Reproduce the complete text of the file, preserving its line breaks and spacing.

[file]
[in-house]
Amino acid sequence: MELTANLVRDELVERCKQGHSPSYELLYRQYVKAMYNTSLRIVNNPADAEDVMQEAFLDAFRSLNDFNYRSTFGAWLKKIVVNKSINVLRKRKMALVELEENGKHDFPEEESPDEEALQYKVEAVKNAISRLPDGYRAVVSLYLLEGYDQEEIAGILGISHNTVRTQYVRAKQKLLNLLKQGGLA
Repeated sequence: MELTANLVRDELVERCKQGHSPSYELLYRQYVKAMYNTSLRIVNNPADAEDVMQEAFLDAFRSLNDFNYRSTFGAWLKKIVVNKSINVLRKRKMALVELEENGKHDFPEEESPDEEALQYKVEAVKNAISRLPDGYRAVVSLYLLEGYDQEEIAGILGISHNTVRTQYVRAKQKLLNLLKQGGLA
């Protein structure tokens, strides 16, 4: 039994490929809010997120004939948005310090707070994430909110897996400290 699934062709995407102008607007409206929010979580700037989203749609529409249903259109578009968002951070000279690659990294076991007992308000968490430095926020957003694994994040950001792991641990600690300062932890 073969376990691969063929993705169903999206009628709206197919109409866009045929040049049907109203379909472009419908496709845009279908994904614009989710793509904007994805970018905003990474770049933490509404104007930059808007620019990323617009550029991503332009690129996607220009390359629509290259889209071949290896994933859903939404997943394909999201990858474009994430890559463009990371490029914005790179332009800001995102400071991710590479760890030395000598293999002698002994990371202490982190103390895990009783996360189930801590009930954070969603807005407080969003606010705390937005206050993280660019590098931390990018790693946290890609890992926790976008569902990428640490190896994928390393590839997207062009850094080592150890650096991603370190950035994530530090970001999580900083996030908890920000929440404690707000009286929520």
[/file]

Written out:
[in-house]
Amino acid sequence: MELTANLVRDELVERCKQGHSPSYELLYRQYVKAMYNTSLRIVNNPADAEDVMQEAFLDAFRSLNDFNYRSTFGAWLKKIVVNKSINVLRKRKMALVELEENGKHDFPEEESPDEEALQYKVEAVKNAISRLPDGYRAVVSLYLLEGYDQEEIAGILGISHNTVRTQYVRAKQKLLNLLKQGGLA
Repeated sequence: MELTANLVRDELVERCKQGHSPSYELLYRQYVKAMYNTSLRIVNNPADAEDVMQEAFLDAFRSLNDFNYRSTFGAWLKKIVVNKSINVLRKRKMALVELEENGKHDFPEEESPDEEALQYKVEAVKNAISRLPDGYRAVVSLYLLEGYDQEEIAGILGISHNTVRTQYVRAKQKLLNLLKQGGLA
């Protein structure tokens, strides 16, 4: 039994490929809010997120004939948005310090707070994430909110897996400290 699934062709995407102008607007409206929010979580700037989203749609529409249903259109578009968002951070000279690659990294076991007992308000968490430095926020957003694994994040950001792991641990600690300062932890 073969376990691969063929993705169903999206009628709206197919109409866009045929040049049907109203379909472009419908496709845009279908994904614009989710793509904007994805970018905003990474770049933490509404104007930059808007620019990323617009550029991503332009690129996607220009390359629509290259889209071949290896994933859903939404997943394909999201990858474009994430890559463009990371490029914005790179332009800001995102400071991710590479760890030395000598293999002698002994990371202490982190103390895990009783996360189930801590009930954070969603807005407080969003606010705390937005206050993280660019590098931390990018790693946290890609890992926790976008569902990428640490190896994928390393590839997207062009850094080592150890650096991603370190950035994530530090970001999580900083996030908890920000929440404690707000009286929520």